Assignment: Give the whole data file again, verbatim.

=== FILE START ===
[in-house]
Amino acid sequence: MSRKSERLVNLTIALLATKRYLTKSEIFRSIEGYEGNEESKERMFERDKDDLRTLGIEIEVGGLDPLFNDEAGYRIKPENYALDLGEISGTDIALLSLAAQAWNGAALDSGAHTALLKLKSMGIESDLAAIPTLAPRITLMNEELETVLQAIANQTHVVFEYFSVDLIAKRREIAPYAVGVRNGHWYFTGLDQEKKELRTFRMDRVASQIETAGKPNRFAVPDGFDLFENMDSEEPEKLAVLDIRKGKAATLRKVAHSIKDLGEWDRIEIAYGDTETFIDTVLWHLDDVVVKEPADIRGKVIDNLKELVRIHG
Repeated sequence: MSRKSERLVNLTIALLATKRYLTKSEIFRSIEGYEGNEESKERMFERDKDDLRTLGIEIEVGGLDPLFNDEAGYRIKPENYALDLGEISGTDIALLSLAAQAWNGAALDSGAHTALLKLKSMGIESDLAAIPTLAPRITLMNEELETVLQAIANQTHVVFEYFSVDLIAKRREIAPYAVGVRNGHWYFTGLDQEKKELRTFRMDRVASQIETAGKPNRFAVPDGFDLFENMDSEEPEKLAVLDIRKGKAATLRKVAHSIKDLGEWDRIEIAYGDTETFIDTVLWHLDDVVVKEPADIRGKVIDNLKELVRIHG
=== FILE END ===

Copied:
[in-house]
Amino acid sequence: MSRKSERLVNLTIALLATKRYLTKSEIFRSIEGYEGNEESKERMFERDKDDLRTLGIEIEVGGLDPLFNDEAGYRIKPENYALDLGEISGTDIALLSLAAQAWNGAALDSGAHTALLKLKSMGIESDLAAIPTLAPRITLMNEELETVLQAIANQTHVVFEYFSVDLIAKRREIAPYAVGVRNGHWYFTGLDQEKKELRTFRMDRVASQIETAGKPNRFAVPDGFDLFENMDSEEPEKLAVLDIRKGKAATLRKVAHSIKDLGEWDRIEIAYGDTETFIDTVLWHLDDVVVKEPADIRGKVIDNLKELVRIHG
Repeated sequence: MSRKSERLVNLTIALLATKRYLTKSEIFRSIEGYEGNEESKERMFERDKDDLRTLGIEIEVGGLDPLFNDEAGYRIKPENYALDLGEISGTDIALLSLAAQAWNGAALDSGAHTALLKLKSMGIESDLAAIPTLAPRITLMNEELETVLQAIANQTHVVFEYFSVDLIAKRREIAPYAVGVRNGHWYFTGLDQEKKELRTFRMDRVASQIETAGKPNRFAVPDGFDLFENMDSEEPEKLAVLDIRKGKAATLRKVAHSIKDLGEWDRIEIAYGDTETFIDTVLWHLDDVVVKEPADIRGKVIDNLKELVRIHG